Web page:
Kozol Page 93
“I wasn’t sure of what she meant by that—“no matter what you’ve done”—and asked her if she could explain this. “Even if you have a felony arrest,” she said, “we want you to understand that you can be a manager someday.””
It’s disgraceful to hear that principals in a school system are degrading their students at such a young age. Kozol even tries to ask the principal why only manager jobs were being given as opportunities, but he never received an answer because something came up. It’s very unfortunate that before these children even have a chance to live, they are being judged with how they will turn out. It seems as though because it is an urban school, the school system is in charge of making sure these children don’t run around like “hoodlums” before they even get a chance to do so. I’m not saying to give these students a chance to act like that, but why look at them in a negative aspect before anything negative actually happens? It’s really not fair to the students or the parents. How would you feel if you had a child and the teachers told you flat out that you’re child will be “trained” for the next few years to be a manager and nothing more?
Kozol Page 95
“Childhood is not merely basic training for utilitarian adulthood. It should have some claims upon our mercy, not for its future value to the economic interests of competitive societies but for its present value as a perishable piece of life itself.”
This, as well as the whole chapter, reminds me of a painting done in the education building at our school. It basically looks like children being manufactured in a factory by adults also known as these school systems Kozol is talking about. I always looked at that painting as a reflection of education’s future, as gruesome as it is, but now I see it as the beginning of the present. Teachers are educating human lives, not training them for a position to sell things in the future. Wouldn’t you want your child to have more of a say on their own life than just being a manager at a gas station? A child is a small piece of life, why make a path for it as soon as it comes to school? A child needs to explore, discover, be curious, wonder, succeed, fail, and so much more. Can this all be done if they are being trained from day one to basically do one thing and that one thing doesn’t even allow the child to try to succeed beyond a management position?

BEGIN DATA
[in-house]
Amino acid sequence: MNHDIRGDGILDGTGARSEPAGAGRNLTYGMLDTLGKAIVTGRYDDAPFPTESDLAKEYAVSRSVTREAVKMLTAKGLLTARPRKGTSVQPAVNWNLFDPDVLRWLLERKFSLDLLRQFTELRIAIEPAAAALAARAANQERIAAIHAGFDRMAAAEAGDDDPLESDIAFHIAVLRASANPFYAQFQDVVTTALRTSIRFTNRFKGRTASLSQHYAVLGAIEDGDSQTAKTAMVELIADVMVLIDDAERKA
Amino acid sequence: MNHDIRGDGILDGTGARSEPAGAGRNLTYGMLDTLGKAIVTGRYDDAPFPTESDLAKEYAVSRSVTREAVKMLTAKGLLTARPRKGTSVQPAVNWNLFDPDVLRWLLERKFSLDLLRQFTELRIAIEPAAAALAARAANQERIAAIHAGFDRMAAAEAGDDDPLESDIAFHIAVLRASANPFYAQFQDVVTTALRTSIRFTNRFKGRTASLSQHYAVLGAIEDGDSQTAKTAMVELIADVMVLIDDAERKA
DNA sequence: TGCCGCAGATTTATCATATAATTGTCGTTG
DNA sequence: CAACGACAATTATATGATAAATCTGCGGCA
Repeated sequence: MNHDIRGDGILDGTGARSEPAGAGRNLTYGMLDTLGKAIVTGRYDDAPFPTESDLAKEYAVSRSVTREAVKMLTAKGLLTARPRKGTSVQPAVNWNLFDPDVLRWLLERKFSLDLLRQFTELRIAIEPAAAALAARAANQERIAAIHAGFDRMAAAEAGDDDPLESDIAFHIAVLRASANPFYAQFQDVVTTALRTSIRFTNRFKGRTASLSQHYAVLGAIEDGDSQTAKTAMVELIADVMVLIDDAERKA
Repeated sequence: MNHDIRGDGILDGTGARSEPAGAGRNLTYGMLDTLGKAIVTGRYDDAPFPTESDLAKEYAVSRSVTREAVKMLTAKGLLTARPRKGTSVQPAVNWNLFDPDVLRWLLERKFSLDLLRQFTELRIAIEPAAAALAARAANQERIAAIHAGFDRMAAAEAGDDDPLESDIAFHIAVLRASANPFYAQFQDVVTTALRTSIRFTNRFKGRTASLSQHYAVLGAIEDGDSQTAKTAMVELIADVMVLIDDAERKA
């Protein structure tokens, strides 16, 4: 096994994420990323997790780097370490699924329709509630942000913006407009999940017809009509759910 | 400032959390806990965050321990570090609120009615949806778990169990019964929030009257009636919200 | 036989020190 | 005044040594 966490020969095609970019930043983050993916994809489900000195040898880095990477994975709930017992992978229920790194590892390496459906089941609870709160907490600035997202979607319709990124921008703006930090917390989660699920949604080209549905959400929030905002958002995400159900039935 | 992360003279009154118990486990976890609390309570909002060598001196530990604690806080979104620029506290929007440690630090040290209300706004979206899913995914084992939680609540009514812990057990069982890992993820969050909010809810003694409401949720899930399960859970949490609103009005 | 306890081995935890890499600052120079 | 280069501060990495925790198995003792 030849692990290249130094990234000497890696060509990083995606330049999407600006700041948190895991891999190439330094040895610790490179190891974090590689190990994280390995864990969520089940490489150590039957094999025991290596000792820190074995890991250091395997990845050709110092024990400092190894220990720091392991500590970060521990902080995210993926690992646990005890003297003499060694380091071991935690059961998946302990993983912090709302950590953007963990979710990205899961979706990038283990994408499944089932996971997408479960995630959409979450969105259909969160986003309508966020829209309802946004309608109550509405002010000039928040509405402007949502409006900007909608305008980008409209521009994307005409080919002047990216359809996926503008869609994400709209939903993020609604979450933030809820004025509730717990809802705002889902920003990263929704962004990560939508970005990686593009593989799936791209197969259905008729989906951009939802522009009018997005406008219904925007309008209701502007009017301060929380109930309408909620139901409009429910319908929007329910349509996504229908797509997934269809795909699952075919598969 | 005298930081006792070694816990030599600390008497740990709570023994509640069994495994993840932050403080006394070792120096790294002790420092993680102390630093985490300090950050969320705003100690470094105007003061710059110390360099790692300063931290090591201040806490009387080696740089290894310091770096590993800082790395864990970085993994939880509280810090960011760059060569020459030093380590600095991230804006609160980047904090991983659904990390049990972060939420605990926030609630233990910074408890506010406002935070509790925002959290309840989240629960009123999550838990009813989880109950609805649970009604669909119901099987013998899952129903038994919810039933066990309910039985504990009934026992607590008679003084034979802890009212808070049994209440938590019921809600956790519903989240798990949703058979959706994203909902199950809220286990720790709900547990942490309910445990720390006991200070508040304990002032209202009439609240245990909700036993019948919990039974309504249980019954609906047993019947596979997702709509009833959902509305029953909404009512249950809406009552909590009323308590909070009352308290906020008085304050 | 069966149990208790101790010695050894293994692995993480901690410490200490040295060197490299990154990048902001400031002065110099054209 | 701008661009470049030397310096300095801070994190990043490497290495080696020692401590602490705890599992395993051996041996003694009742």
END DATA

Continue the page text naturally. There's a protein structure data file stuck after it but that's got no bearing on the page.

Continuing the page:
Kozol Page 96
“Learning itself—the learning of a skill, or the enjoying of a book, and even having an idea—is now defined increasingly not as a process or preoccupation that holds satisfaction of its own but in proprietary terms, as if it were the acquisition of an object or stock-option or the purchase of a piece of land.”
Children have to “sign contracts” saying that will complete a lesson and “negotiate” with each other to play with a toy. Whatever happened to the good old “do what the teacher says” and “share” techniques? Apparently, these aren’t good enough for urban schools because they are learning to be managers so they need to learn these skills in Kindergarten. What makes a child in an urban school different from a child in a suburban school that makes them have to learn different things in school? I was always told that I could be whatever I wanted to be when I grew up and I always had that option. It’s completely understandable that not everyone may be able to attend college or go to grad school or even finish high school given financial problems or even more. But, we need to be able to teach our children that they can have an open-mind and they don’t need to follow one path. If they want something bad enough, they can have it. Would you want to tell a class of 30 children that their future has been determined for them by a corporation?